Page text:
Country Assistance Program Evaluation for India (2007)
This country assistance program evaluation assesses the performance of ADB's operations in India from 1986-2006 and identify forward-looking lessons for the preparation of the next country strategy.
Summary of findings
- ADB's strategies and programs were well aligned with ADB corporate objectives and the Government's development strategies, but also reflected the latter's shortcomings, particularly during the pre-reform area, when infrastructure investments were financed despite deficient policy and institutional frameworks.
- ADB's lack of sector strategies for the first 10 years of operations in India negatively affected the sequencing and continuity of ADB assistance in a number of sectors. The shift from central to state-level operations after 1996 has helped improve the geographic and institutional focus of ADB's country program, which, together with comparatively high sector selectivity, facilitated a more efficient and effective use of ADB's resources.
- Although ADB's assistance compared to India's overall investment requirements has been small, ADB made significant contributions to the development process, most importantly through its support for project design and implementation, advisory services, and policy dialogue at the state level. However, ADB failed to add much value in the provision of knowledge products and services and risk mitigation.
- Although India is the largest recipient of loans and investments under ADB's private sector window, ADB's private sector operations have been largely limited to the financial sector. ADB's contributions to the mobilization of funds from commercial sources for the country's infrastructure development have been modest due to a lack of synergies between ADB's public and private sector operations, lack of expertise in private public partnership issues, and difficulties in effectively addressing relevant regulatory issues in its policy dialogue.
- ADB's focus on project approvals, inadequate staff resources, limited delegation of authority for project implementation to the India Resident Mission (INRM), and application of its safeguards and procurement policies, as well as unaddressed capacity problems of executing agencies contributed to significant project implementation delays. Proactive portfolio management measures jointly instituted by ADB and the Government, and the use of new modalities under ADB's Innovation and Efficiency Initiative have led to recent improvements in portfolio implementation performance.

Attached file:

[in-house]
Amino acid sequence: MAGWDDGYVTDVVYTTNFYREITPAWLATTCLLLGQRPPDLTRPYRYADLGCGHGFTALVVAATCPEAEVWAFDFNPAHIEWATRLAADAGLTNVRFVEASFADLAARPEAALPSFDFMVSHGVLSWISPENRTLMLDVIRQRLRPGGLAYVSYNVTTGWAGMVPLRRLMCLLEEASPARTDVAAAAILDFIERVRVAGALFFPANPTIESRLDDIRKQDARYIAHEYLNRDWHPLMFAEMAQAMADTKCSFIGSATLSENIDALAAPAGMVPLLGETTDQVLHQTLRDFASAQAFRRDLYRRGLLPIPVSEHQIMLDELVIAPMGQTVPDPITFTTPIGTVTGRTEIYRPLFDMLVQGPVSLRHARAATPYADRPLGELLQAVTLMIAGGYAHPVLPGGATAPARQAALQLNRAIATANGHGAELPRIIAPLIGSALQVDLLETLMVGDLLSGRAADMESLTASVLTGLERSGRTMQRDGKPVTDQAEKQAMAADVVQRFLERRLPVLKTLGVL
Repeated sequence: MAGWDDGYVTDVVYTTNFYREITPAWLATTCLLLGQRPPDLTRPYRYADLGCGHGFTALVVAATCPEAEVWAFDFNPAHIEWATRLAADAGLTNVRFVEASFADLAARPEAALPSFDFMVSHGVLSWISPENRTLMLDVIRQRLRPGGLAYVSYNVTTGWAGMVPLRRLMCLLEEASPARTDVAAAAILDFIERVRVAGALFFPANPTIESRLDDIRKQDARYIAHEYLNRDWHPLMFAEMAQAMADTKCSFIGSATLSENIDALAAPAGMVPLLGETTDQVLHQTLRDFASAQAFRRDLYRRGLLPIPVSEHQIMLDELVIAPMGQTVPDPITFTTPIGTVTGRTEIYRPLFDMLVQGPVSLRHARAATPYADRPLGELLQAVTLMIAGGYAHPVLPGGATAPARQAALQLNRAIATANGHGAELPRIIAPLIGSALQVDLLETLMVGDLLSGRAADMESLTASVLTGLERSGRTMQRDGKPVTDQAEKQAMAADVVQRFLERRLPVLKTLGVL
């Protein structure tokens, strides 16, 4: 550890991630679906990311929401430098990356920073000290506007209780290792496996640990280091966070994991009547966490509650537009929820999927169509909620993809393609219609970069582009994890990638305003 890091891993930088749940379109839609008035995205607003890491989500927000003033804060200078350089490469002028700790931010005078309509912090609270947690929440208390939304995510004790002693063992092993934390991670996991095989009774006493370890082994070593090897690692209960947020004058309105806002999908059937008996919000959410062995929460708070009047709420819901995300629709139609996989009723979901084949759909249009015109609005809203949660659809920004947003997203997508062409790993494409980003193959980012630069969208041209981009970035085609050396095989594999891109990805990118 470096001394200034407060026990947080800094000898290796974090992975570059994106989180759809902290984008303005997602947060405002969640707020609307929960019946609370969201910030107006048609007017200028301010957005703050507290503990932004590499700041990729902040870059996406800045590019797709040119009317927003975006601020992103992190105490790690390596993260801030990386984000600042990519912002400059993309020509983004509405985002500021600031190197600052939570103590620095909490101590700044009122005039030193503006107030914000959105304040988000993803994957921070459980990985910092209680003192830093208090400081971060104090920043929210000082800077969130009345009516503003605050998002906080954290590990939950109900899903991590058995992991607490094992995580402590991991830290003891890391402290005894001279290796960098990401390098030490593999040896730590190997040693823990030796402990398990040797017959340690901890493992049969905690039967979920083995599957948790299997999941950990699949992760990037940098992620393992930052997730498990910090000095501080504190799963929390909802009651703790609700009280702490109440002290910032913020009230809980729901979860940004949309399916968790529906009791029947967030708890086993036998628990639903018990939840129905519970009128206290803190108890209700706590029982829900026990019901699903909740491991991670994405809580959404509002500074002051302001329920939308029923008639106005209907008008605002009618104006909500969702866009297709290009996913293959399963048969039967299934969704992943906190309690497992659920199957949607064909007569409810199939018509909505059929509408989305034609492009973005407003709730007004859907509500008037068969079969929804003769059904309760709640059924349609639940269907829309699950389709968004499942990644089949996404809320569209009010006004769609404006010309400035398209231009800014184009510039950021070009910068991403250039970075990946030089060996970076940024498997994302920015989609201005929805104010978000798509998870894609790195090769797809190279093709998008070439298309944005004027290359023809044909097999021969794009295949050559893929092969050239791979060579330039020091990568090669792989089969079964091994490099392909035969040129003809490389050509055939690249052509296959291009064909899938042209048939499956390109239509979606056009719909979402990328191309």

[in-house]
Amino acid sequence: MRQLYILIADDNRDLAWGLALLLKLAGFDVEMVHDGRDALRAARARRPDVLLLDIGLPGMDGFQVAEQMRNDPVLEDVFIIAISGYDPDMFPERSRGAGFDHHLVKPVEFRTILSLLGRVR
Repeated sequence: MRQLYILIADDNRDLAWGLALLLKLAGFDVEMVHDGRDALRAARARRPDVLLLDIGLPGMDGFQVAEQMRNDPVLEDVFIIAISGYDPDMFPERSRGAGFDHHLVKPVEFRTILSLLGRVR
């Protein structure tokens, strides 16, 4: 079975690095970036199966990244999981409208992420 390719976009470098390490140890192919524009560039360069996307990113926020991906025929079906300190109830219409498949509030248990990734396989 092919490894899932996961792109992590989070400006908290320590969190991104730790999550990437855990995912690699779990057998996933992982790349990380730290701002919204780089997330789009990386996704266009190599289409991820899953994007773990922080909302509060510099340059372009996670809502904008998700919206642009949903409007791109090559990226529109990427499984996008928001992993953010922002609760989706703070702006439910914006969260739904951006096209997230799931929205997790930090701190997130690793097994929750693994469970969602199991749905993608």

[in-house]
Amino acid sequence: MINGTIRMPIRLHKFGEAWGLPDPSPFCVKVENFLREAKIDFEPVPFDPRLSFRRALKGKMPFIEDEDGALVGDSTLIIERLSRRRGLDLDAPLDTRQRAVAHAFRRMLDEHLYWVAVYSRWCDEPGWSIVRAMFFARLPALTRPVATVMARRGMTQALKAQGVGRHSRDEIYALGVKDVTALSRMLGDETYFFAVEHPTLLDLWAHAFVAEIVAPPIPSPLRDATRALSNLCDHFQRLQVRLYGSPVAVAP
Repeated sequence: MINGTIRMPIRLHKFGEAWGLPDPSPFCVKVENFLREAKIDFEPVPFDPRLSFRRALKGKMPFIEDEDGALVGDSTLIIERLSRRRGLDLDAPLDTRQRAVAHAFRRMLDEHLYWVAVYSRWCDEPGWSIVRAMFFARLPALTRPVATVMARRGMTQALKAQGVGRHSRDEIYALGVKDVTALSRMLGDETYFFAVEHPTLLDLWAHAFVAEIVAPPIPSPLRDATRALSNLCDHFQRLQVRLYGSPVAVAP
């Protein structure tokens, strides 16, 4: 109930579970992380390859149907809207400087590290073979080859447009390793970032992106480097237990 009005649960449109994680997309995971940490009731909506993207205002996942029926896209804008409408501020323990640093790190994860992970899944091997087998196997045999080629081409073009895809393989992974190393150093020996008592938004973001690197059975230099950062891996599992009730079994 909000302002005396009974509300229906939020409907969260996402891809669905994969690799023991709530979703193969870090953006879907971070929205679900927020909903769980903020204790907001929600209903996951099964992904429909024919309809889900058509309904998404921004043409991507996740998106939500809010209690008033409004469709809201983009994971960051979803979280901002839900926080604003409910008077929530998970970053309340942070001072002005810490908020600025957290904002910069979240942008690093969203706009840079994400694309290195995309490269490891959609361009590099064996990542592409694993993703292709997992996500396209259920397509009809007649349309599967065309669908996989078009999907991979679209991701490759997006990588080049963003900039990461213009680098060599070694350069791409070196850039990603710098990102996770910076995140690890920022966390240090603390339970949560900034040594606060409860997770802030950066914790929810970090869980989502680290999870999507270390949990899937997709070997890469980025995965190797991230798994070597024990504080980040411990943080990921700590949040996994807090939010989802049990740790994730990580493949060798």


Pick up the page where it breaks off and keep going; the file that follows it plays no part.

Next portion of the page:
- Energy and public resource management sector operations were deemed "successful". Operations in the transport, urban, and financial sectors were judged "partly successful on the high side". The effectiveness of financial sector operations was reduced by cancellations of financial intermediation loans, which accounted for a large share of sector assistance, due to lack of effective demand resulting from unaddressed sector-level structural problems and the ready availability of domestic funds. The efficiency of transport projects is likely going to be affected by lower-than-forecast traffic volumes and implementation problems that may lead to cost overruns. Lack of adequate funds for operation and maintenance activities and weaknesses in institutional capacity might reduce the sustainability of projects in the roads and urban sectors.
- The overall rating for ADB's assistance program in India is "successful", albeit on the low side, which is based on commensurate strategic/institutional and sector performance ratings.
- Improve the strategic focus of ADB's operations in India by carefully analyzing and selecting sectors for inclusion in ADB's assistance program; concentrating resources in a manageable number of focus states; anchoring an expansion in lending volumes and addition of new sectors and states to commensurate increases in staff and TA resources; and considering support for environmental issues.
- Improve the quality of ADB's sector lending by discontinuing financial intermediation lending for which there is no effective demand or value addition; addressing project sustainability issues through stakeholder consultations on project/program design options and related tariff or fiscal requirements and through capacity development support; preparing realistic project implementation schedules and arrangements; and strengthening staff incentives for project implementation.